Teach Doctors Nutrition, Then Let Them Practice Medicine

The major causes of death and disability in the United States today are diet-related diseases. As I explain in my book Where Do Gorillas Get Their Protein?, you can prevent heart attacks and many cancers by eating a low-fat, purely plant-based (vegan) diet. That same diet can also prevent and even cure some serious autoimmune diseases, such as rheumatoid arthritis. Yet doctors are not being taught about diet. Instead, they learn how to use medications and surgery to treat diet-related diseases. To avoid paying for those expensive treatments, insurance companies are putting restrictions on what kind of care they will cover.

Often, insurance companies refuse to pay for an expensive treatment until the doctor has proved that all of the cheaper treatments have failed to help that patient. This policy is called “fail first” or step therapy. Unfortunately, a patient with a serious condition could die or end up permanently disabled unless the right treatment is used right away. As a result, doctors have been spending more and more of their time in negotiations with insurance company clerks. Tragically, those clerks often end up making the treatment decisions, even though they are not qualified to practice medicine and have never even met the patient. To solve this problem, we must give doctors better training in nutrition, and then let the doctors, rather than insurance company clerks, practice medicine.

Step therapy is a perversion of a good medical idea called stepped care. Stepped care is the idea that patients with a less urgent or less serious case should get treatment of a lower intensity, at least at first. For many illnesses, it makes sense to start with a less-intensive treatment (such as a change in diet) rather than using a more-intensive treatment (such as medication). Even if medication is needed, it may make sense to start with a cheap generic medication with a well-established safety profile, rather than using an expensive new drug whose long-term safety is unknown. Yet even if doctors are using the stepped care model, they do not need to start with the bottom step. They can jump to a middle step or even the top step in serious cases.

In stepped care, the doctor and the patient make the medical decisions. But in “fail first” or step therapy, the bean-counters at the insurance company make the medical decisions. By requiring “fail first,” insurance companies ensure that a lot of patients will have treatment that fails. In contrast, doctors want to pick the therapy that is most likely to succeed.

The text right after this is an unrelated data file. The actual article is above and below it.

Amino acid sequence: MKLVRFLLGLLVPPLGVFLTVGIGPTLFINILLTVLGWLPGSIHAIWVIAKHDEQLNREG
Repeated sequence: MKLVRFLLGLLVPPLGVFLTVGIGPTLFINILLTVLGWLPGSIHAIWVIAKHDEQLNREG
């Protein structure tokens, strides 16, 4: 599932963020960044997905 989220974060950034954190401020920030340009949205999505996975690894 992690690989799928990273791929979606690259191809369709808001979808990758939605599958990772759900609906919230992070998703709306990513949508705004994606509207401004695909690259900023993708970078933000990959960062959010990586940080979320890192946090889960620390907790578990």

Since so many deadly and disabling diseases are caused by an overly rich diet, dietary management should be the first step in managing them. Dietary therapy itself can follow a stepped care approach. For arthritis patients, the first step in dietary management is a low-fat vegan (purely plant-based) diet. Animal proteins and fatty foods promote arthritis. If the animal proteins enter the bloodstream before they are broken down into individual amino acids, they can provoke the immune system to make antibodies. Since the animal proteins resemble human proteins, those antibodies can then attack the person’s own tissue. Diets that are high in fat and cholesterol make this problem worse by damaging the lining of the intestine, making it leak. (Some of the medications used to treat arthritis pain also damage the intestine.)

If a low-fat vegan diet does not provide adequate relief within a few weeks, the patient can also eliminate the gluten-containing grains (wheat, rye, and barley). If problems persist, the patient can be taught how to follow a formal elimination diet, which excludes the other plant-source foods that are known to cause problems in some patients (e.g., corn, soy, strawberries, citrus fruits). After the patient feels better, plant-source foods can be carefully reintroduced, one at a time, to identify the foods that were causing problems.

In severe cases, such as a flare of rheumatoid arthritis, the doctor may want to start with a therapeutic fast, which is the top step in dietary management. A therapeutic fast involves taking nothing but water by mouth for days to weeks, in a setting of complete rest. This is the ultimate elimination diet. By eating nothing at all, the patient avoids all possible dietary triggers of disease. A therapeutic fast also causes hormonal changes that stop runaway inflammation. After the fast, foods should be reintroduced carefully, one at a time. Therapeutic fasting should be done only under medical supervision. It is powerful medicine against the diseases of overnutrition, such as type 2 diabetes and hypertension (see chapter 9 of my book Thin Diabetes, Fat Diabetes: Prevent Type 1, Cure Type 2). It has long been known to be a safe and effective treatment for a flare of rheumatoid arthritis.

Insurance companies develop policies to boost their own profits, not to protect their subscribers from getting the wrong treatment. There is a better way to control healthcare spending, while improving public health. Give doctors basic training in nutrition. Teach them how to use diet rather than drugs to solve diet-related problems. Then, let the doctor decide what other kinds of treatment his or her patient needs, even if that treatment is expensive. Let the doctors, not the accountants, practice medicine.